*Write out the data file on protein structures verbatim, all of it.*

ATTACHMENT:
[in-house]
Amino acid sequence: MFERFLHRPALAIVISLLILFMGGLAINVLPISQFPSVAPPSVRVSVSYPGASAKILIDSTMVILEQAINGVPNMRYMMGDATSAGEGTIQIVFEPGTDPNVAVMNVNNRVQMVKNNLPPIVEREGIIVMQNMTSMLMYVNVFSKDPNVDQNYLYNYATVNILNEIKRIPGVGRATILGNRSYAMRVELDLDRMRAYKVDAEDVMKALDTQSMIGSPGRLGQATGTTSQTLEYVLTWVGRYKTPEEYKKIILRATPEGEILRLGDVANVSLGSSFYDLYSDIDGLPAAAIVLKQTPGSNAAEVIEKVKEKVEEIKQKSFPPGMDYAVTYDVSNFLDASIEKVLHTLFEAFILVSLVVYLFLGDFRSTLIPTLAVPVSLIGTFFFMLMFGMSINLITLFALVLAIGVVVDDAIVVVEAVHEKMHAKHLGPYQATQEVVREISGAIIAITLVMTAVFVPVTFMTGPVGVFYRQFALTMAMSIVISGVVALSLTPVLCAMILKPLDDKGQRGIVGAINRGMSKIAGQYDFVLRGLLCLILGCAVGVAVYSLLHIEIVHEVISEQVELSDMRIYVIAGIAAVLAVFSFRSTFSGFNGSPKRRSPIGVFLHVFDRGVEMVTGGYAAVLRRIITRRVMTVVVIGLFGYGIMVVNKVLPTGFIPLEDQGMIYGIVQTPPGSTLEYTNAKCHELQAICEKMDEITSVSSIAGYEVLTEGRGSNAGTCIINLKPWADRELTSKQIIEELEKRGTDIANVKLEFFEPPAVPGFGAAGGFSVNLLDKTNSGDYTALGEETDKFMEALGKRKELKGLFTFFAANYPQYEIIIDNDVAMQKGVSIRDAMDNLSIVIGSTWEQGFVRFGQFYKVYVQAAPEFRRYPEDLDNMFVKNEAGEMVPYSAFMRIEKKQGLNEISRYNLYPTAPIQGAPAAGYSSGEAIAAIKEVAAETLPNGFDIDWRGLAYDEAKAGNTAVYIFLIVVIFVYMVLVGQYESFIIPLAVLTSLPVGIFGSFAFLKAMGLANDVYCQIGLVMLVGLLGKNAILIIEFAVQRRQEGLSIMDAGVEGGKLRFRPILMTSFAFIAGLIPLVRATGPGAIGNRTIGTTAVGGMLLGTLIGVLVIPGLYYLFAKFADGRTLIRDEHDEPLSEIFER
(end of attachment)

[in-house]
Amino acid sequence: MFERFLHRPALAIVISLLILFMGGLAINVLPISQFPSVAPPSVRVSVSYPGASAKILIDSTMVILEQAINGVPNMRYMMGDATSAGEGTIQIVFEPGTDPNVAVMNVNNRVQMVKNNLPPIVEREGIIVMQNMTSMLMYVNVFSKDPNVDQNYLYNYATVNILNEIKRIPGVGRATILGNRSYAMRVELDLDRMRAYKVDAEDVMKALDTQSMIGSPGRLGQATGTTSQTLEYVLTWVGRYKTPEEYKKIILRATPEGEILRLGDVANVSLGSSFYDLYSDIDGLPAAAIVLKQTPGSNAAEVIEKVKEKVEEIKQKSFPPGMDYAVTYDVSNFLDASIEKVLHTLFEAFILVSLVVYLFLGDFRSTLIPTLAVPVSLIGTFFFMLMFGMSINLITLFALVLAIGVVVDDAIVVVEAVHEKMHAKHLGPYQATQEVVREISGAIIAITLVMTAVFVPVTFMTGPVGVFYRQFALTMAMSIVISGVVALSLTPVLCAMILKPLDDKGQRGIVGAINRGMSKIAGQYDFVLRGLLCLILGCAVGVAVYSLLHIEIVHEVISEQVELSDMRIYVIAGIAAVLAVFSFRSTFSGFNGSPKRRSPIGVFLHVFDRGVEMVTGGYAAVLRRIITRRVMTVVVIGLFGYGIMVVNKVLPTGFIPLEDQGMIYGIVQTPPGSTLEYTNAKCHELQAICEKMDEITSVSSIAGYEVLTEGRGSNAGTCIINLKPWADRELTSKQIIEELEKRGTDIANVKLEFFEPPAVPGFGAAGGFSVNLLDKTNSGDYTALGEETDKFMEALGKRKELKGLFTFFAANYPQYEIIIDNDVAMQKGVSIRDAMDNLSIVIGSTWEQGFVRFGQFYKVYVQAAPEFRRYPEDLDNMFVKNEAGEMVPYSAFMRIEKKQGLNEISRYNLYPTAPIQGAPAAGYSSGEAIAAIKEVAAETLPNGFDIDWRGLAYDEAKAGNTAVYIFLIVVIFVYMVLVGQYESFIIPLAVLTSLPVGIFGSFAFLKAMGLANDVYCQIGLVMLVGLLGKNAILIIEFAVQRRQEGLSIMDAGVEGGKLRFRPILMTSFAFIAGLIPLVRATGPGAIGNRTIGTTAVGGMLLGTLIGVLVIPGLYYLFAKFADGRTLIRDEHDEPLSEIFER